The captain taps the top of his gleaming desk twice; an orange holopane springs into existence, its projector cleverly hidden in the desk’s surface. He taps the air a few times and waves a hand now and then. Satisfied, Crakstic waves his hand one more time and his desk expels what appears to be a business card with a name and the holographic seal of Crakstic’s office. He offers it to me. “Take this. Present it to the VP of Operations, Rottinger Van Rotulus, on V4. He’ll give you more info.”


59 Virginis 4

I book passage on a dropship to seek out Crakstic’s contact. After an uneventful departure from Hilmer’s Gateway, Neil Smith, the dropship operator, invites me into the cockpit for the final descent. When I greet him as “Commander Smith,” he is quick to correct. “Those deep space flyboys are called ‘commander’; dropship pilots are ‘captain’ because our job is more akin to being an ol’ fashioned riverboat captain than it is to being a fighter pilot. Those ‘commanders’ wouldn’t last a minute in my gig.”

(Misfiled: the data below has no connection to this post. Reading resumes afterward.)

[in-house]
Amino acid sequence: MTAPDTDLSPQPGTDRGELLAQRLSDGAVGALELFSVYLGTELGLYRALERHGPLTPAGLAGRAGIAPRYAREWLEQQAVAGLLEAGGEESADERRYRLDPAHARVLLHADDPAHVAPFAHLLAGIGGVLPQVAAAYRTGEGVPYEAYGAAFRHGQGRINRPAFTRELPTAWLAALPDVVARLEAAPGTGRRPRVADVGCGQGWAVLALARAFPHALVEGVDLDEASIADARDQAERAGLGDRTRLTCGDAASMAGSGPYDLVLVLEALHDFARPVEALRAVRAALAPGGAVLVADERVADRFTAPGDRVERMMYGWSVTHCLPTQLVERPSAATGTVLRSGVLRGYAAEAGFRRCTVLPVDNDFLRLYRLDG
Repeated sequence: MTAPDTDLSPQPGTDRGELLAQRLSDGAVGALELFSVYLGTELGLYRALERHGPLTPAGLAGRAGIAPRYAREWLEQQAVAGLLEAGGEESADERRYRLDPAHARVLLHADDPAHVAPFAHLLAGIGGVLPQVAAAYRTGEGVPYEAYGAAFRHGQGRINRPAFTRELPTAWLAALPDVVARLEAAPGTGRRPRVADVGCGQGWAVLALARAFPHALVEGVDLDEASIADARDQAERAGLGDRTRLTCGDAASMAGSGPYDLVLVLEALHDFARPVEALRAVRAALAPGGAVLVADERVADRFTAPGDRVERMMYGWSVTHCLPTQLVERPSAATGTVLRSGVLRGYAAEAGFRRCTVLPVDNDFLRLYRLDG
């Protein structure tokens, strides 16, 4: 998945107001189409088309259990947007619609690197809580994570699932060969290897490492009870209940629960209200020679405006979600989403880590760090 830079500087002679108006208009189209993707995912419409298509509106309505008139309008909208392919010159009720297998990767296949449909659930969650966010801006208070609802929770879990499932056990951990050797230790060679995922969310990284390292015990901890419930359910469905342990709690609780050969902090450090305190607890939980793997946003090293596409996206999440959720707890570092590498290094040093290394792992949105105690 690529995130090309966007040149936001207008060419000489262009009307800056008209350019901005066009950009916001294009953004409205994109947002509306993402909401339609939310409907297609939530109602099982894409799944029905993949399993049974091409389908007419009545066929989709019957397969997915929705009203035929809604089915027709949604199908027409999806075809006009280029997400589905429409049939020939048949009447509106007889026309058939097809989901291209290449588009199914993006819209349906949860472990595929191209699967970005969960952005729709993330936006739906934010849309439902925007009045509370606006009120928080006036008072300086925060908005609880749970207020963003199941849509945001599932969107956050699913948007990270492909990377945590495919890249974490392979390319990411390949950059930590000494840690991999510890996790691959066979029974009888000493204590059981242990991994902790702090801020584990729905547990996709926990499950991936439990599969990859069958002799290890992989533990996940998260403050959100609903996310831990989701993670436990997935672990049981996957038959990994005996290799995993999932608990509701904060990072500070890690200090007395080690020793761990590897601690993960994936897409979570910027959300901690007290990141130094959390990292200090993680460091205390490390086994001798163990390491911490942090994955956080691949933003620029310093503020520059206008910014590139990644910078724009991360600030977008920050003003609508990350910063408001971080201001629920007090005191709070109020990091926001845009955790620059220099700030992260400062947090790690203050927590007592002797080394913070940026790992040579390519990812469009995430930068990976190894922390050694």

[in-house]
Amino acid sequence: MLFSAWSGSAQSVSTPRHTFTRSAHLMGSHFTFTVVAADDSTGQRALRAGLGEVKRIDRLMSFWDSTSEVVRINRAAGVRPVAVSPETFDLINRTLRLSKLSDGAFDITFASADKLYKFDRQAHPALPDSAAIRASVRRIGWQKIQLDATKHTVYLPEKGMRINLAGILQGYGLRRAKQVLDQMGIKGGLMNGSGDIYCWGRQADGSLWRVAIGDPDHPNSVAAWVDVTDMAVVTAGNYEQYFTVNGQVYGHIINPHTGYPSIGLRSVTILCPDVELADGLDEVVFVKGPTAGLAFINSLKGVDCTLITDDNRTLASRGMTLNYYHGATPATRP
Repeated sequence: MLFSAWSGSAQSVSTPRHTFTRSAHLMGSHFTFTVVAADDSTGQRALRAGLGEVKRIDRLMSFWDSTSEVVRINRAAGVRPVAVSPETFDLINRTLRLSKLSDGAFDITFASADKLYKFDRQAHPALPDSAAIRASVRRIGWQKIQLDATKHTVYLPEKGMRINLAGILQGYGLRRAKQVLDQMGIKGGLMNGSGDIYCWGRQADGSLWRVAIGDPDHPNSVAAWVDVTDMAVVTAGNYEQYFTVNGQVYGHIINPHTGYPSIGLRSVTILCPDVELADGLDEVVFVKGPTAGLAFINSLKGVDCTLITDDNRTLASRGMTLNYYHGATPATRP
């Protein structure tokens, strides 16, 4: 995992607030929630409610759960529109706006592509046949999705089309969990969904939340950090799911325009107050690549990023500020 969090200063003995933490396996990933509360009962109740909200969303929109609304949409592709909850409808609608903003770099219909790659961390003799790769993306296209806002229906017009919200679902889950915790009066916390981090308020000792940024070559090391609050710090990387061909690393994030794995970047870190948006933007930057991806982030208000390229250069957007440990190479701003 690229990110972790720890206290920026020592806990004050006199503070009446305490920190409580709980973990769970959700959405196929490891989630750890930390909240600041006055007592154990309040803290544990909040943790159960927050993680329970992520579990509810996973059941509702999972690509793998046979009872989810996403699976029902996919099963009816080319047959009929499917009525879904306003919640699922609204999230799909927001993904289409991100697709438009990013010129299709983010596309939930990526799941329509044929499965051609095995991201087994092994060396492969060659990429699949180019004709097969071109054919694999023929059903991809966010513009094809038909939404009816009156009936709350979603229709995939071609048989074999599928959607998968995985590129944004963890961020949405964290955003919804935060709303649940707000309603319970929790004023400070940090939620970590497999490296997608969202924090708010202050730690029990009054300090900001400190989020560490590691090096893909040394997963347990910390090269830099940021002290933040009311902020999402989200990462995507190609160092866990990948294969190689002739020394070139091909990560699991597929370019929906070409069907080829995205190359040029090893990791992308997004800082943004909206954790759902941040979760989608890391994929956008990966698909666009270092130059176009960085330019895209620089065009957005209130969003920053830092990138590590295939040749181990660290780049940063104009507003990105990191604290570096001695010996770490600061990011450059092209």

The cockpit of the drop shuttle is a cramped affair. Panels filled with backlit switches and dials embrace the pilot from all directions, while two small, forward-mounted white-on-black flat screen displays cast an ethereal light into the dark cockpit, one that makes Smith’s typically pale spacer face take on an even more pallid appearance. As I take a seat in a back corner of the cockpit, I notice that unlike traditional deep space craft this dropship exchanges a flight stick for a flight yoke. “That’s why we’re more akin to riverboat captains. Descending through a thick atmosphere is like navigating the currents and eddies of a swift running river. We need something meatier than a stick.” As if to underscore his point, the vessel suddenly shudders. I look out the front of the craft but can only see rushing gray clouds and windswept droplets of water crawling their way across the duraglass. An electronic chirping sound begins to emanate in rhythm with a flashing red telltale to the captain’s left. Without looking, he removes his left hand from the controls, the knuckles white from gripping the yoke, and quickly flips a switch to a downward position, silencing the audible alarm but not the flashing light. “We lost an ablative tile on the left strut.” He replaces his hand onto the yoke, which is now visibly shuddering from turbulence. “Routine,” he smiles at me in reply to my questioning face. “Things break when forcibly parting two atmospheres of pressure.” I buckle into my jump seat quickly, something that brings a hearty laugh from Smith.